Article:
Last night as I was watching a History Channel special titled, The Real Story of Christmas, and saw how the holiday changed over the years (mostly negatively), I began to wonder about some of America’s oldest traditions in storytelling, such as Santa Claus and Frostie the Snowman. Being the cynical person that I am, always quick to point out how easily people overreact to the smallest matter, and in today’s world, where everything we create and advertise is driven by political correctness, I pointed out that a lot of the famous pictures of Santa that we recognize today consisted of him smoking a pipe (Pall Mall cigarettes even went so far as to use the jolly old elf to market their brand in the 1920′s) and of course, you cannot complete the Frostie the Snowman rhyme without saying, “…with a corncob pipe and a button nose.”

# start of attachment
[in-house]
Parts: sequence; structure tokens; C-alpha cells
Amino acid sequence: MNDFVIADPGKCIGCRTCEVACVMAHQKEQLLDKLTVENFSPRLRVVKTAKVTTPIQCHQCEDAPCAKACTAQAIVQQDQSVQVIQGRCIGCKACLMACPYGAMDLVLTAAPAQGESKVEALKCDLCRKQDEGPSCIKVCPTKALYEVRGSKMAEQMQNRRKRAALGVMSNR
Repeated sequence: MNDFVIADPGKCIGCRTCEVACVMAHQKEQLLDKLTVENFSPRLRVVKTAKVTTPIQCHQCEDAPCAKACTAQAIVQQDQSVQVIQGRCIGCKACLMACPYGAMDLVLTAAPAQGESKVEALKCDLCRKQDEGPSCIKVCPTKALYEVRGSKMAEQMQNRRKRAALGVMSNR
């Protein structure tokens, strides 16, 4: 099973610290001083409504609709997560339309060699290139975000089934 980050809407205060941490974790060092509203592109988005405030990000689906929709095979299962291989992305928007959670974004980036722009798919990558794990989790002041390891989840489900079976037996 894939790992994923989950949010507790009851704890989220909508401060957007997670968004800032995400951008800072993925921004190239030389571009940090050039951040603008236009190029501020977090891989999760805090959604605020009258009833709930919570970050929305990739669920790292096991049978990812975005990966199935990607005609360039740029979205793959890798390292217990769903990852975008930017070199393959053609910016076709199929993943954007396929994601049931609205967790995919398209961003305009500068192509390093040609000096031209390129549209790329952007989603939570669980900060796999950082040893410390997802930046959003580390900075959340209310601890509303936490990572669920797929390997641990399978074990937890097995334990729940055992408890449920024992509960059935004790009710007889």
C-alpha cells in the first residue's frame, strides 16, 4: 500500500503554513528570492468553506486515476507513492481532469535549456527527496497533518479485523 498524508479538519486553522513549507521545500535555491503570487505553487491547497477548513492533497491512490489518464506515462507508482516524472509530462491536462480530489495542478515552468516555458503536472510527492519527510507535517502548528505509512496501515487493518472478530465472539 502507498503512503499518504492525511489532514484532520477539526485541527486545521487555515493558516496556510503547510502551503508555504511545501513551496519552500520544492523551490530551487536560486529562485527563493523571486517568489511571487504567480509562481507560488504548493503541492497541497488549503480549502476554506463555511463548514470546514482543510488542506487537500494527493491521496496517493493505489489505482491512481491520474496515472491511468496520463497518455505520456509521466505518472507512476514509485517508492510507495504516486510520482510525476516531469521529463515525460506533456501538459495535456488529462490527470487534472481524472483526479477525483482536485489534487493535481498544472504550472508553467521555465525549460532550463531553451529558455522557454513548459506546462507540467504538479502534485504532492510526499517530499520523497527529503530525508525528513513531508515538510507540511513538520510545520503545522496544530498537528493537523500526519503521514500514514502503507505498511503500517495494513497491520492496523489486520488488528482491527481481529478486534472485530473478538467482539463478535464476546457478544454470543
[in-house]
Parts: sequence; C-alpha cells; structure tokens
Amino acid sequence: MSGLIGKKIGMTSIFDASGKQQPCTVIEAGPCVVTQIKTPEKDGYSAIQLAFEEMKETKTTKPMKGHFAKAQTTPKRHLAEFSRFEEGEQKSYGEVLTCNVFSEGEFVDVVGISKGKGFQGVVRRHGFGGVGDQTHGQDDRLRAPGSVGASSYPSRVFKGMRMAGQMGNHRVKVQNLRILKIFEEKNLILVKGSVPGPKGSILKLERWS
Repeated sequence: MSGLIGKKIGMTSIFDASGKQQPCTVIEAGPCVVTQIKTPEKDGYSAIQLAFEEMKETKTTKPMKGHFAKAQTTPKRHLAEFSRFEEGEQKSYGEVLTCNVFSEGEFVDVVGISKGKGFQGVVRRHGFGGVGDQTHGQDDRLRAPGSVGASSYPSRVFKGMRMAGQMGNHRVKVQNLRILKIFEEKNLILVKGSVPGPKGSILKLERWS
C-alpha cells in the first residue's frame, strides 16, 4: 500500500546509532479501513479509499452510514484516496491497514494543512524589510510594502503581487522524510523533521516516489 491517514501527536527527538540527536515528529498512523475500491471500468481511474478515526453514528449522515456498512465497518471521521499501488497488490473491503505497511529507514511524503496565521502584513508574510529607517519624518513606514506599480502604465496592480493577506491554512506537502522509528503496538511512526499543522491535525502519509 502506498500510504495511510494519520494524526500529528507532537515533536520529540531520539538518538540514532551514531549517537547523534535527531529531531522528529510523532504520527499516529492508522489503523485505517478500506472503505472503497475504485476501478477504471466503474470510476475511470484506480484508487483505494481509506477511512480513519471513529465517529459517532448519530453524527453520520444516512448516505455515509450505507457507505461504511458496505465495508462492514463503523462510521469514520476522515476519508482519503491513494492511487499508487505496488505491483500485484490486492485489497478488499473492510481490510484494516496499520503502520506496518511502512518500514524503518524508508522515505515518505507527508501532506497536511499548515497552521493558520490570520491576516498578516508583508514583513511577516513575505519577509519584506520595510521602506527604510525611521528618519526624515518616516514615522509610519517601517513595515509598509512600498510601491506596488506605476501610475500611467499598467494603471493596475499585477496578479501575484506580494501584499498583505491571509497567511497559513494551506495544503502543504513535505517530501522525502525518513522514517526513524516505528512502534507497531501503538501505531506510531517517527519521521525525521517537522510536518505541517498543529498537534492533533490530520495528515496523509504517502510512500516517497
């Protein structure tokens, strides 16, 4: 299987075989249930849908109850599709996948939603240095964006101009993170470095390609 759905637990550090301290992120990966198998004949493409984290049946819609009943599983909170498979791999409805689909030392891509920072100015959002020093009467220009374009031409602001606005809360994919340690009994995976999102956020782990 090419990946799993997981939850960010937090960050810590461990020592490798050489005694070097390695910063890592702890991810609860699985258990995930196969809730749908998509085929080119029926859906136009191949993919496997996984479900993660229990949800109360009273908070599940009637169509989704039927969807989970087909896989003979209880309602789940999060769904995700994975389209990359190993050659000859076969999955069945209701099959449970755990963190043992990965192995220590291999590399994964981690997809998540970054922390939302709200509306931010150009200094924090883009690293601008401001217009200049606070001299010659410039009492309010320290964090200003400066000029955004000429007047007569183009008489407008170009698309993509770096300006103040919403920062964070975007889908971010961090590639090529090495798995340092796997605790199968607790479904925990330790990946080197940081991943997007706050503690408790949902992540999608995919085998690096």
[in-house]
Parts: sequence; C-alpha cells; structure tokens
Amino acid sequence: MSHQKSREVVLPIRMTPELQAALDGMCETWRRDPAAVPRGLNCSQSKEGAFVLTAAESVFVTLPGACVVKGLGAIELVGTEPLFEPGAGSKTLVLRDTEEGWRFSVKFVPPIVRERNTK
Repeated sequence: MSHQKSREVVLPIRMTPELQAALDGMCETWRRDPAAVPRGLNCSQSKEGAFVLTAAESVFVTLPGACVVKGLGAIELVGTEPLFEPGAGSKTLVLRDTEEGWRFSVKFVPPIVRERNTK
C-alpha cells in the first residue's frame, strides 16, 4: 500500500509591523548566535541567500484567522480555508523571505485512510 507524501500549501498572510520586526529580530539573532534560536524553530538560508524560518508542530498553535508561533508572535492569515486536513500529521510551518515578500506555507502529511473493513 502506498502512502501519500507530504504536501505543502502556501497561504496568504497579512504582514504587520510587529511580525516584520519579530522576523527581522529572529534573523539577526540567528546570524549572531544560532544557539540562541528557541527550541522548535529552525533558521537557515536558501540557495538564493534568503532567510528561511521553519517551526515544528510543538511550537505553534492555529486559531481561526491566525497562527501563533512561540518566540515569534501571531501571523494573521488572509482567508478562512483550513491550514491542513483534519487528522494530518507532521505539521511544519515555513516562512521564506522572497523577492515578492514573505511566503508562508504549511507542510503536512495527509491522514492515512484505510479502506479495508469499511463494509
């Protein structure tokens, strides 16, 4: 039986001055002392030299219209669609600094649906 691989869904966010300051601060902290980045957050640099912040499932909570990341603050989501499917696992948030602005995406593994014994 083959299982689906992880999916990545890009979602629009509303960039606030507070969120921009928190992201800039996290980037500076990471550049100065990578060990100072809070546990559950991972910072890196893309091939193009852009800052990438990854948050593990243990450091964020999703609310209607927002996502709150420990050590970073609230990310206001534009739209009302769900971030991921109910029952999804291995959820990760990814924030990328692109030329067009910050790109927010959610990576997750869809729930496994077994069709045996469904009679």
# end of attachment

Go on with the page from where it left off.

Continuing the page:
So there we had two staples of Christmastime promoting tobacco use. I thought it was pretty funny and was almost amazed that the lyrics of Frostie had not yet been changed because the youth of America may see his pipe as a sign that it is okay for them to smoke, thus creating an entire generation of little children addicted to pipe tobacco. As for Santa’s pipe, cartoons drawn of him today seem to omit the tool that he always use to light up after he sat down from a long, tiring journey of spanning the world to drop presents off to little children.
Political correctness has gone way too far in this country, and to write about that would require enough space fitting of a doctorate thesis, but I just hate the fact that everything is “Happy Holidays” now. You can’t say the word Christmas, or even Hanukkah or Kwanzaa for that matter, because you may offend someone who does not celebrate that holiday. Where this mentality came from, I have no idea. I’ve said “Merry Christmas” to Jewish people, and maybe you’ll be surprised to find out that they did not punch me in the face for doing so. Furthermore, Jewish people have said “Happy Hanukkah” to me, and that just gets me so angry that I want to say it in return to them.